Education in Rural Australia Vol 13, No 2 (2003)
The Rural Population Transformation and Education in Australia
David McSwan, School of Education, James Cook University
This paper aims to relate the Australia data on rural-urban migration and economic change to education. It illustrates that there has been scant policy attention to the fundamental role of education in the changing nature of Australia’s rural areas. Australia’s rural policy has been firmly driven by the massive political power of the rural industries and mining lobbies; the voice of rural communities being lost to the winds. Governments should be alert to the needs or rural Australia. Issues of social justice and equity are being raised and heard as never before and ordinary Australians are increasingly aware of, and cherish, our rural communities, our rural image, and or sense of ourselves as sharing a rural heritage. Recent data show that regional Australia, in favoured areas, is prospering. A number of policy considerations are canvassed with the conclusion that leading-edge information and communications technologies are an essential prerequisite if regional Australia is to prosper and metropolitan areas and the south-east are to avoid undesirable crowding. Isolated rural areas are more problematic and a policy approach to a sustainable future for them is not immediately apparent to the author.
The place and meaning of physical activity, physical education, and physical culture in the lives of young people living in rural Queensland
Jessica Lee, School of Human Movement Studies, University of Queensland
Young people living in rural and regional areas are often reported as being less physically active than are young people living elsewhere. An understanding of this phenomenon will inform policies and strategies to address this finding. One source of valuable information is a qualitative understanding of how social relations and cultural meanings influence young people’s opportunities and choices in relation to physical activity as told by young people themselves. It is envisaged that this information will inform the development of school curricula to engage young people and which will enable schools, community groups and governments to collaborate in meeting the needs of young people living in rural Queensland.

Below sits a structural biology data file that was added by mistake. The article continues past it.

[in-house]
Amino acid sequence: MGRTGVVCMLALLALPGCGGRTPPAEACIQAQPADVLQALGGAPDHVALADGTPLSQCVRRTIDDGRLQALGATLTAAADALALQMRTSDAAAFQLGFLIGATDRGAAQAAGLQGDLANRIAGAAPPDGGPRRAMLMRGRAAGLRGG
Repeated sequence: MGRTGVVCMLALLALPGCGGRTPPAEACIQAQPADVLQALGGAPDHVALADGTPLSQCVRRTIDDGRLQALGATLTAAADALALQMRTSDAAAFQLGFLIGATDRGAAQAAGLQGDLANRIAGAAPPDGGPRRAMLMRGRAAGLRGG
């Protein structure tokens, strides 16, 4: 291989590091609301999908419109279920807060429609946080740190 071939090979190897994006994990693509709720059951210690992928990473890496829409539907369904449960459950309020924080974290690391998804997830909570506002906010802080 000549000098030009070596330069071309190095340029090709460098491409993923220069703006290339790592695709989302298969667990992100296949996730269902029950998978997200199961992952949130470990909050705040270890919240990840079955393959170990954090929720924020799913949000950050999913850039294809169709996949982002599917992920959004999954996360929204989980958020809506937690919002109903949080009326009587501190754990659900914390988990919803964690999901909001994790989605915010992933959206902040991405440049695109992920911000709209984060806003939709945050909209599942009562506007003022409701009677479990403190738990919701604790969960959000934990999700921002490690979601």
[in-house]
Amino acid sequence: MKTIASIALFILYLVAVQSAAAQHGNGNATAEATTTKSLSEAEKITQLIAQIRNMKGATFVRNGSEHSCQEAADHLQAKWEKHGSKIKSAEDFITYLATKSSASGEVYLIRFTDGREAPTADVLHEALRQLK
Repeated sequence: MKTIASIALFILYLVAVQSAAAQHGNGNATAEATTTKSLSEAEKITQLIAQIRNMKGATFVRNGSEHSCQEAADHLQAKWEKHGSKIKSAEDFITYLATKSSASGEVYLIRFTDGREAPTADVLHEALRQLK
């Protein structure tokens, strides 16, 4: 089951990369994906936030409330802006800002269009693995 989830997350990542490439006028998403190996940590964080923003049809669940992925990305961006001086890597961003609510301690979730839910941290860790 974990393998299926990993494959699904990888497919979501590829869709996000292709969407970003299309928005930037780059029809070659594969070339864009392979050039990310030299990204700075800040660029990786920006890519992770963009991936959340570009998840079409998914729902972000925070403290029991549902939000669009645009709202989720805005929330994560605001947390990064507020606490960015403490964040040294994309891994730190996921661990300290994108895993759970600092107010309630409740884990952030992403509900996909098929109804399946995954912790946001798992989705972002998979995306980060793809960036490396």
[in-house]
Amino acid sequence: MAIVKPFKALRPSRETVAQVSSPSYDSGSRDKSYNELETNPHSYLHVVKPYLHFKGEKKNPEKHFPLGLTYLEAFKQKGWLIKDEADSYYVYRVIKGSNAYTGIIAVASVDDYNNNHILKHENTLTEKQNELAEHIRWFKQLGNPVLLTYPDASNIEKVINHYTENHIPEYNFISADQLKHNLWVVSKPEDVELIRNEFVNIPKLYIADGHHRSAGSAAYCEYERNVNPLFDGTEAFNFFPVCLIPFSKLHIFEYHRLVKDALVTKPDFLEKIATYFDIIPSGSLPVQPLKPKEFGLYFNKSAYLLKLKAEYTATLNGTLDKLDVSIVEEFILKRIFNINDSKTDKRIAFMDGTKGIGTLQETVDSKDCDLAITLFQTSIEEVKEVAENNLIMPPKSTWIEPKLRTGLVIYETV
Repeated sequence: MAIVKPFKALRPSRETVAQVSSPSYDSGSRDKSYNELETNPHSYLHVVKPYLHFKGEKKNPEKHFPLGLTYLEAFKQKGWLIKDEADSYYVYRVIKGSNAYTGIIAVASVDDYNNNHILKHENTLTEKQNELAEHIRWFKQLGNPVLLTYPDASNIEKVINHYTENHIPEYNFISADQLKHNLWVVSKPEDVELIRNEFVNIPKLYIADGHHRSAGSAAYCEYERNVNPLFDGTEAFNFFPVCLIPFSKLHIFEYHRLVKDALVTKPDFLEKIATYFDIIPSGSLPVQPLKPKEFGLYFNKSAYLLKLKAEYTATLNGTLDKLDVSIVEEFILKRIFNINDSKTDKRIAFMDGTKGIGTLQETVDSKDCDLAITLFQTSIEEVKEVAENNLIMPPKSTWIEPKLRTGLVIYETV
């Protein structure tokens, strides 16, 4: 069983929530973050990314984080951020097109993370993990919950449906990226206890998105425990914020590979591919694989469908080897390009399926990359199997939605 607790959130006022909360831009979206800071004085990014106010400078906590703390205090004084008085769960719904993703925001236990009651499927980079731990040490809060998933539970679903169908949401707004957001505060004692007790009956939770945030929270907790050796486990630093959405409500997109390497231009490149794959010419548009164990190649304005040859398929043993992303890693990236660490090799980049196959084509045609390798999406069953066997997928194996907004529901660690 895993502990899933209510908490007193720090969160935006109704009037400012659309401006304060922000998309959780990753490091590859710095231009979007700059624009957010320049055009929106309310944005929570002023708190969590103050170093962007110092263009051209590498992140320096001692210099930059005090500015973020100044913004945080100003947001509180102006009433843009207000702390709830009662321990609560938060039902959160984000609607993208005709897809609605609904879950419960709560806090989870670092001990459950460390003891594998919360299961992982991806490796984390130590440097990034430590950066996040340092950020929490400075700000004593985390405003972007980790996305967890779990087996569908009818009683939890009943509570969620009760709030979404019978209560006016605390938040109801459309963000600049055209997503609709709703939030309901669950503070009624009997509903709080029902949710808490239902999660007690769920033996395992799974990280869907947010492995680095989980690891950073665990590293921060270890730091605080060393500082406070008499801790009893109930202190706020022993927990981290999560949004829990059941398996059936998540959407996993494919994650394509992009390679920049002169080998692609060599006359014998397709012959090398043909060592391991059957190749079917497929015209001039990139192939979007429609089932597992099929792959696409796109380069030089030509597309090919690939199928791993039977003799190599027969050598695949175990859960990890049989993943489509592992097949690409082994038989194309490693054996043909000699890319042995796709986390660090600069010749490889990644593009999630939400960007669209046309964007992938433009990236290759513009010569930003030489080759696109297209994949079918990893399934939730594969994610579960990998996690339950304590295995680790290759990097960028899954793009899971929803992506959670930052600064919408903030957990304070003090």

German Lutherans and the ‘English’: culture, conflict and building a one-room school in the Wimmera 18731881
Peter Rushbrook, Charles Sturt University
The paper is an edited version of a paper delivered to the ‘Country Schooling: Old Stories, New Lessons’ Conference at the University of Iowa, USA, 2729 June 2002. It explores tensions between German and English settlers in establishing a oneroom school in Murtoa, a hamlet in Victoria’s Wimmera district, between 18731881. The narrative reveals some broader themes of the period relating to the establishment of a statebased ‘Free, Compulsory and Secular’ education system, the challenges associated with building schools in remote rural areas, and the related hardships faced by teacher.
Partners and Pathways in Education: The Whyalla Model
Janet Sawyer, Business and Enterprise, University of South Australia Whyalla Campus Pam Zubrinich, Business and Information Services, Spencer Institute of TAFE John Carter, Business Education, Enterprise and Vocational Education, Edward John Eyre High School
This paper describes the educational relationships that have been established between three key educational institutions within the regional city of Whyalla in South Australia. Edward John Eyre High School, Spencer Institute of TAFE and the Whyalla Campus of the University of South Australia have formed a partnership to promote the educational pathways available in the area of Business Studies. The regional educational opportunities created will assist in retaining young people who wish to study in the business field as well as encourage graduates to remain within their local communities. This important initiative embraces the rationale of successful learning communities and aims to develop skilled professional business people who will become future leaders in business and enterprise and contribute to the economic and social success of regional South Australia.